Personal Safety

The Do’s And Don’ts Of Surviving Predator Attacks 



Surviving Predator Attacks 

How prepared are you in surviving predator attacks? Whether you're a beginner or expert outdoorsman, these tips will always come in handy when you're facing danger.

Tips for Surviving Predator Attacks

When you bring up predator attacks people usually try to dismiss them as being rare. While the stats show that most attacks from wilderness predators are rare, you don’t want to be the rare example.

Getting mauled by a beast as big as a grizzly is not something you want to endure, no matter how rare someone tells you it might be.

Did you know that bears and wolves will not kill you before eating you? Yup. They just start eating. They will bite and claw you enough to keep you from getting away but while you are writhing in pain and incapacitated, they will start to eat you alive.

Does it really matter how rare something like that happens? NO! BE READY!

We are going to look at three of the biggest predators in North America and how to survive them.

What to Never Do

What to Never Do | Surviving Predator Attacks 

For starters, let's look at two things you never want to do when you encounter an animal. The animals that we are profiling here can run over 30 miles per hour. You cannot outrun them.

  • Don’t Run

If you don’t want to look like a prey animal, then don’t turn and start running. Life in the wild is hard and these creatures are facing possible extinction. If they see something running to get away, they will be triggered to give chase. They do not want food to get away.

  • Don’t Turn Your Back

Going on the same concept of a hard life in the wild, these animals are all looking for a nice easy meal. Therefore, they attack small, old, and injured animals. They like to sneak up behind these creatures and kill them fast.

When you turn your back on a predator, they see an opportunity to attack.

  • Don’t Stare in the Eyes

Along with struggling to find food, there are also hierarchal battles in the life of predators. These animals will not be dominated as it can affect their place in the pack or affect their hunting territory.

When you stare an animal in the eyes, they think you are contesting their dominance and then they must prove that dominance to you.

  • Don’t Climb a Tree

While it might seem like you can get away from predators like bears and mountain lions by climbing up trees, don’t do it. Both species are tremendous climbers, and there is a good chance you won’t even make it up the tree before being pulled own.

Also, you don’t want to sustain injuries by falling out of a tree and then must fight off a dangerous predator.

So now the question becomes, “What do I do if I run into one of these predators?”

Surviving Bear Attacks

Bears | Surviving Predator Attacks 

They are the largest predators in North America standing up to 10 feet tall and weighing over 1,000lbs. You might think that you are basically helpless against a real-life monster like this. Truth is, you can survive a bear encounter if you know how and when to react.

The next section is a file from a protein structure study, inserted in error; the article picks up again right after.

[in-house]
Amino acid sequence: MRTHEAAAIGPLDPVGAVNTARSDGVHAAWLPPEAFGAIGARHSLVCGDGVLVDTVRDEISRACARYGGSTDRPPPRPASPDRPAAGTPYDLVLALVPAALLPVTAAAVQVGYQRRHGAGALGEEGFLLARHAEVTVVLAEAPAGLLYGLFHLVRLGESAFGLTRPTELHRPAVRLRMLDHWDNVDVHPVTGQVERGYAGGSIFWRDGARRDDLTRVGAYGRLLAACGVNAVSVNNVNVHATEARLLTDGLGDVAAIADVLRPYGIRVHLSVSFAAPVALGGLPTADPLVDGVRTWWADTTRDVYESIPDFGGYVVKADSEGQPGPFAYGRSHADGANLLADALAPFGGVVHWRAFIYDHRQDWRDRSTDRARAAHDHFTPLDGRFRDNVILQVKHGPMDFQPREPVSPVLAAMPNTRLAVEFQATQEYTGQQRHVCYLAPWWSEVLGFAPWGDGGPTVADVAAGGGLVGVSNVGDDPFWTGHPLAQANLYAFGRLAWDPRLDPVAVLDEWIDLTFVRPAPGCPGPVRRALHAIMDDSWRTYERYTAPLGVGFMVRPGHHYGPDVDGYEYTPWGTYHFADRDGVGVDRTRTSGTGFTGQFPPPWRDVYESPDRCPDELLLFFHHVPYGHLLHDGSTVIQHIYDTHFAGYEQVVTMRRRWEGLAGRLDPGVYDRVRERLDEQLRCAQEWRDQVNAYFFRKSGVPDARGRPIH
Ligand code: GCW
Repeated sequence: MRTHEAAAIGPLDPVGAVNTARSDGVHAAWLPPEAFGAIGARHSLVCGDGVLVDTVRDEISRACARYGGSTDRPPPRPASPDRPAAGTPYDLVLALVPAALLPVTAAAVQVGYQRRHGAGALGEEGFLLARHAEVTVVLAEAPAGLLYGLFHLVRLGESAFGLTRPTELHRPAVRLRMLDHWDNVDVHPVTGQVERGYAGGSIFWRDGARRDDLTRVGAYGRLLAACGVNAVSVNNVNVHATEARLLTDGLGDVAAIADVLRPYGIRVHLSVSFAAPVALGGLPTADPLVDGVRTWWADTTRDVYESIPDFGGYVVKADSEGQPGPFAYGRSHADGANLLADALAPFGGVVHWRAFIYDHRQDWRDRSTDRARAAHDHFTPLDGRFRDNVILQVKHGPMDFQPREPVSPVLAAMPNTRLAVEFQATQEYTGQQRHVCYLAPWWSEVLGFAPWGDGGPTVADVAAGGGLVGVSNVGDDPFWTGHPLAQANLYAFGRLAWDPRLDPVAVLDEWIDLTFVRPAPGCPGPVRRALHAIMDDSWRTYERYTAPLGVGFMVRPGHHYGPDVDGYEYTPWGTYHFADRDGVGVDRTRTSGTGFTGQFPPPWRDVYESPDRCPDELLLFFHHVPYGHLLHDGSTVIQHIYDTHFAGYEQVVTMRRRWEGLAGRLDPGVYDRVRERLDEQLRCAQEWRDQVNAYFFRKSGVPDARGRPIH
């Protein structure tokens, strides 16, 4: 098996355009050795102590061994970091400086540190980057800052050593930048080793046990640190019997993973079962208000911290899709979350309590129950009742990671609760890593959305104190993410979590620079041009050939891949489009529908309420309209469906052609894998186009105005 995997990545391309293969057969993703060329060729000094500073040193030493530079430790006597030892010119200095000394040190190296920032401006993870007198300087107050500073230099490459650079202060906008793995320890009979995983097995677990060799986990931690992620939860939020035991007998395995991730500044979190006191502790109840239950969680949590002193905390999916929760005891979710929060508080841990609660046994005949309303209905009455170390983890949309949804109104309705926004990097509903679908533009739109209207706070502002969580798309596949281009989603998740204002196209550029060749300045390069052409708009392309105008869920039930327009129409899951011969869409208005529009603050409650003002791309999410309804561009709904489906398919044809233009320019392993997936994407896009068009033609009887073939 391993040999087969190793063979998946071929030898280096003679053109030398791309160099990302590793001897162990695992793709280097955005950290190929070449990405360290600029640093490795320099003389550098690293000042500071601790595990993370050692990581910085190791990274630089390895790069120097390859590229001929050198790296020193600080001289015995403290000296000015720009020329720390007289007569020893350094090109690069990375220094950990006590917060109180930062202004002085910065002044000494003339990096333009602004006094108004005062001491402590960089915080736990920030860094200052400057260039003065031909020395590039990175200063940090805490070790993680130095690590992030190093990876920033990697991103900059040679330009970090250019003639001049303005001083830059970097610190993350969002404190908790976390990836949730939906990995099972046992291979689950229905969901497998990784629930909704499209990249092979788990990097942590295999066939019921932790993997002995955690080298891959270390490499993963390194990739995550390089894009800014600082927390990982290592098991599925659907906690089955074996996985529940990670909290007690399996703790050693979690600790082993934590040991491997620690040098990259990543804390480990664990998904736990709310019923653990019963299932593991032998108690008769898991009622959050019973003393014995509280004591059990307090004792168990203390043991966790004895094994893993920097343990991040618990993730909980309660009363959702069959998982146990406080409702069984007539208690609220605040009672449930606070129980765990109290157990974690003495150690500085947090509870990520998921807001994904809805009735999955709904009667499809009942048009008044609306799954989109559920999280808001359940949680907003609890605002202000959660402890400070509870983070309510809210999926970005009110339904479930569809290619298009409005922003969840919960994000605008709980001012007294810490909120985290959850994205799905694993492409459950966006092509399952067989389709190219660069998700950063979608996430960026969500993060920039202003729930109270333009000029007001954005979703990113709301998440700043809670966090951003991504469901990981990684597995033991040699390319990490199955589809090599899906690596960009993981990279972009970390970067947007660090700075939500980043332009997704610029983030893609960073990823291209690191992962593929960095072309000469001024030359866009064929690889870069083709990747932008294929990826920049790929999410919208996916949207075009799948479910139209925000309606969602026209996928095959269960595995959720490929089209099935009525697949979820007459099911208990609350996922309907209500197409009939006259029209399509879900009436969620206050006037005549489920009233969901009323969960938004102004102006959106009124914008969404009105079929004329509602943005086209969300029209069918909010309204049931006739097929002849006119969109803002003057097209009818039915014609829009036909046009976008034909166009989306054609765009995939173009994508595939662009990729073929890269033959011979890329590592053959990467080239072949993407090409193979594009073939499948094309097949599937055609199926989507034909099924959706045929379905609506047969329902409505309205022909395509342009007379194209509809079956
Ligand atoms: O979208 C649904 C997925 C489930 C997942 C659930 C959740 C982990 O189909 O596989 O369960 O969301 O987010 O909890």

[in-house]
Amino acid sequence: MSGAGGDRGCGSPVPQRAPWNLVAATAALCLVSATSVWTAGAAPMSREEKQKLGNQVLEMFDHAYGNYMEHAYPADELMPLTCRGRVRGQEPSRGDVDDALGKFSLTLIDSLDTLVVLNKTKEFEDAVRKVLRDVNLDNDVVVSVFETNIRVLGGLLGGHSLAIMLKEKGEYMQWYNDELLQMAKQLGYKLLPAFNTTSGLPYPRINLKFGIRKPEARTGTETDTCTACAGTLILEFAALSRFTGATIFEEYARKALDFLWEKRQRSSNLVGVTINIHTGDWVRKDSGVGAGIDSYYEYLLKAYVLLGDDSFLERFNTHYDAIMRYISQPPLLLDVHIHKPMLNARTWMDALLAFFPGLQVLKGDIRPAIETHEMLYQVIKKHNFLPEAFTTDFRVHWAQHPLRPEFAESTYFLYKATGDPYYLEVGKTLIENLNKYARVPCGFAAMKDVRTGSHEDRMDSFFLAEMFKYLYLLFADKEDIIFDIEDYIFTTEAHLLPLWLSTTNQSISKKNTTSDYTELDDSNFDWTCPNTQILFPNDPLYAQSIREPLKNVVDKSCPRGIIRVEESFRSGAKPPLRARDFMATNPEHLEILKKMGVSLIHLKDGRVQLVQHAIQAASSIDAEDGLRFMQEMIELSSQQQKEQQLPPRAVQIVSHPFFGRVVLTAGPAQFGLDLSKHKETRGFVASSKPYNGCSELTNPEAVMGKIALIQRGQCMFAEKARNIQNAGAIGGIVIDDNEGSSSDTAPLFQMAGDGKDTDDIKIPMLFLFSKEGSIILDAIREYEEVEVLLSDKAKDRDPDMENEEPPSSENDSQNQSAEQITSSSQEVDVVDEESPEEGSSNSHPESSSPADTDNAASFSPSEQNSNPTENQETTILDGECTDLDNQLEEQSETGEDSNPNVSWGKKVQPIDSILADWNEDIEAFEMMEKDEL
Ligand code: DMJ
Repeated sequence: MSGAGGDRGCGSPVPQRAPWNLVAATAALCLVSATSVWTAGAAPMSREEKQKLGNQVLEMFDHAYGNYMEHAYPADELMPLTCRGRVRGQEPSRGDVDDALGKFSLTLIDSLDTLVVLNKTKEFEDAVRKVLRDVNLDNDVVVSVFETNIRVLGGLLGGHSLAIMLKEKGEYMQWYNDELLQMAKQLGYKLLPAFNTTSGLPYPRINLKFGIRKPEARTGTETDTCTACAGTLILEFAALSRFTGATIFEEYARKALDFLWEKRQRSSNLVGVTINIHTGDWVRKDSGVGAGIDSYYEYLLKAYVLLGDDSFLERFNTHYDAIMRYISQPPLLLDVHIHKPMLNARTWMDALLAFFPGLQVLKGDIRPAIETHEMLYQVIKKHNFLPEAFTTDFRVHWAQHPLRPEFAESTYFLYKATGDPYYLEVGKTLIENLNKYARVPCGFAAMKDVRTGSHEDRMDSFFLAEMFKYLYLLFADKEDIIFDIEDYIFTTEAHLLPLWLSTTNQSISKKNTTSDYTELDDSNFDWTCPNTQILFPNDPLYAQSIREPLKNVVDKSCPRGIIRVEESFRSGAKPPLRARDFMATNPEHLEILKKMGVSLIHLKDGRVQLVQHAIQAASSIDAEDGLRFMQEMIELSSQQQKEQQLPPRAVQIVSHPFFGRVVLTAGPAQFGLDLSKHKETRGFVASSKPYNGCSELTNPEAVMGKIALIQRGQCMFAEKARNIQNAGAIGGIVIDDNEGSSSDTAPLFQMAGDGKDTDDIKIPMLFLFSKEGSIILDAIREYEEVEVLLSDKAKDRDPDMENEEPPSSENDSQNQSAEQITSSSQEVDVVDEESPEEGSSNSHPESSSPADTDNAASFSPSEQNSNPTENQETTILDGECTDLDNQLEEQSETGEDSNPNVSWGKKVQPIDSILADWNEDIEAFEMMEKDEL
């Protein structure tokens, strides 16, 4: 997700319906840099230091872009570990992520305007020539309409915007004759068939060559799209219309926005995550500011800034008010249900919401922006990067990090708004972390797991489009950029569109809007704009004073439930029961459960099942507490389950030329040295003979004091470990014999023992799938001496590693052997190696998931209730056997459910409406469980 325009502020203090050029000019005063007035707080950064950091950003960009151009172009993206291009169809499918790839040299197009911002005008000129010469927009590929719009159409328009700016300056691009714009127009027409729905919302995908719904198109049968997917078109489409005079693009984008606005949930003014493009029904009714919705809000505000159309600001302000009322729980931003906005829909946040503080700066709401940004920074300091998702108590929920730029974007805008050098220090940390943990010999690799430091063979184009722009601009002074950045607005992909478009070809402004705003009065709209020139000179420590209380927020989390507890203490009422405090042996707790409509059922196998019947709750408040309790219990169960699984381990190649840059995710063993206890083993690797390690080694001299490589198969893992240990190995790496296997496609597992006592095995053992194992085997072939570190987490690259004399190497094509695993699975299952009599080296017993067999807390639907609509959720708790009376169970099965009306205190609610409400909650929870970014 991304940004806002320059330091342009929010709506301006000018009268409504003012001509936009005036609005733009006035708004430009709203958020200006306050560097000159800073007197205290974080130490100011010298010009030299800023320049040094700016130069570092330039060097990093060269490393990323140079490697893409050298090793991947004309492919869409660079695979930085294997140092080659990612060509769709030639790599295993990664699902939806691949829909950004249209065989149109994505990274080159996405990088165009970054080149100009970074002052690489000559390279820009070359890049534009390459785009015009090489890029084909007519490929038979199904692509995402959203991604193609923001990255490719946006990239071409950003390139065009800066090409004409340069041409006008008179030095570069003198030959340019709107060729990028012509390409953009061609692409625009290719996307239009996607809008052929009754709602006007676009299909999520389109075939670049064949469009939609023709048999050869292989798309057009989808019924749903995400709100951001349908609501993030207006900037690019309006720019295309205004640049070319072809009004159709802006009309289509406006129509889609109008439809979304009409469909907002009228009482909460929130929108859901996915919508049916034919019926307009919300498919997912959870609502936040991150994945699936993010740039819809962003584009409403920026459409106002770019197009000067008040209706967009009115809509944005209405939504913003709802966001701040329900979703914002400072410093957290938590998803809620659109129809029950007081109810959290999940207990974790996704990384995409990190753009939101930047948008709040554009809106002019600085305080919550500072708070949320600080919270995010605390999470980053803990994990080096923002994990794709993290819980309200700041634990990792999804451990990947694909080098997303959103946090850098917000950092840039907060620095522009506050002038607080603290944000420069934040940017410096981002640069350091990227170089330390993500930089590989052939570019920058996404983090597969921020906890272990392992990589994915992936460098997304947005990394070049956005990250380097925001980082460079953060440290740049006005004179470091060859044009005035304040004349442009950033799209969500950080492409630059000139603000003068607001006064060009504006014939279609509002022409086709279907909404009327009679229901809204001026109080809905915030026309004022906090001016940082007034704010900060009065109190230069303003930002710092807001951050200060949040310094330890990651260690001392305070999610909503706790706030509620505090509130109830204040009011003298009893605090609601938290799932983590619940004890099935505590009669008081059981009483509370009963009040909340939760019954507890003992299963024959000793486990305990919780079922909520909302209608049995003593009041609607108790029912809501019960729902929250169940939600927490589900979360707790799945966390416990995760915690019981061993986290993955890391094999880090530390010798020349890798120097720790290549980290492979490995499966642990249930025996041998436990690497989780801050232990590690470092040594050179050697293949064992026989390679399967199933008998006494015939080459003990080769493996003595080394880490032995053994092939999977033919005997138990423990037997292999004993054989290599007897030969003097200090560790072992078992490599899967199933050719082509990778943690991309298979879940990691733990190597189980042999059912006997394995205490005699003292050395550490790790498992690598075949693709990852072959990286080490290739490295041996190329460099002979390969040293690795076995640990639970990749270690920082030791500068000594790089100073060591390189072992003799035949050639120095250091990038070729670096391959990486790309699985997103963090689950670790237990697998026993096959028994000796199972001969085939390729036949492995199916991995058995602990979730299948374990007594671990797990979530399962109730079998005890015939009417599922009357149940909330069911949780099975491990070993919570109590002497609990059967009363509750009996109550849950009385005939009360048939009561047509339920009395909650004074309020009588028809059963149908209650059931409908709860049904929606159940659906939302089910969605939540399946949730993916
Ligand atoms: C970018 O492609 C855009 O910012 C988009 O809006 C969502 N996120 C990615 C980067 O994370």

• Stand Still and Use an Assertive Voice
  • Raise Your Arms to Increase Your Size


Grizzly Bear:

Play dead. Lay on your stomach, cover your head, and keep your backpack on. They might leave you alone if they assume you are no longer a threat.

Black Bear:

When attacked by a black bear, you'll want to fight back. Use trekking poles, sticks, axes, or knives to hurt the animal. If you have nothing punch and elbow them.

How to Survive a Mountain Lion Attack

Mountain Lion | Surviving Predator Attacks 

Probably the most terrifying of the predators on this list because they stalk silently, and they are well documented for attacking people who are running and biking on trails. Mountain lions are quiet stalking predators and you will likely feel them before you see them.

Here is how to deal with them:

  • Stand Still and Use an Assertive Voice
  • Raise Your Arms to Increase Your Size


Like the black bear, you want to fight these creatures off. Therefore, the EDC is so important when you are in the woods. If you have access to a knife than put it to use.

Also, protect your throat. Keep your chin down and keep the mouth away from your neck. Mountain lions are just like other big cats. They bite the neck of their pray and asphyxiate them. A mountain lion will try and do the same thing to you!

Surviving the Wild

We are the greatest predator on this planet. Give yourself some credit! Use all your natural gifts to both see predators, listen for them and even a little intuition to understand when you are in a dangerous situation.

Use the tips and tricks we showed you, and you will be able to mostly avoid dangerous animal encounters. If it ever turns into a true attack, you will know what to do then, too.

In most cases, these animals are doing their best to avoid you. It is only when you appear to be another animal or you threaten them that they resort to attacking. As rare as animal attacks are, animals hunting humans is even rarer.

What's the most important thing you've learned from these surviving predator attacks tips? Let us know in the comments section!

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  1. Ronn Hemstock

    December 8, 2020 at 10:26 AM

    As a survivor of a grizzly attack, I would like to add that I noticed the bear only stopped the ripping, biting, and chomping, after I had gone quiet. so for the first 45 seconds or so while I was vocalizing it seemed to incite the bear to more violent behavior. after I went quiet he slowed down and buried me for later. That said I would recommend trying to remain quiet while playing dead hard as it sounds.

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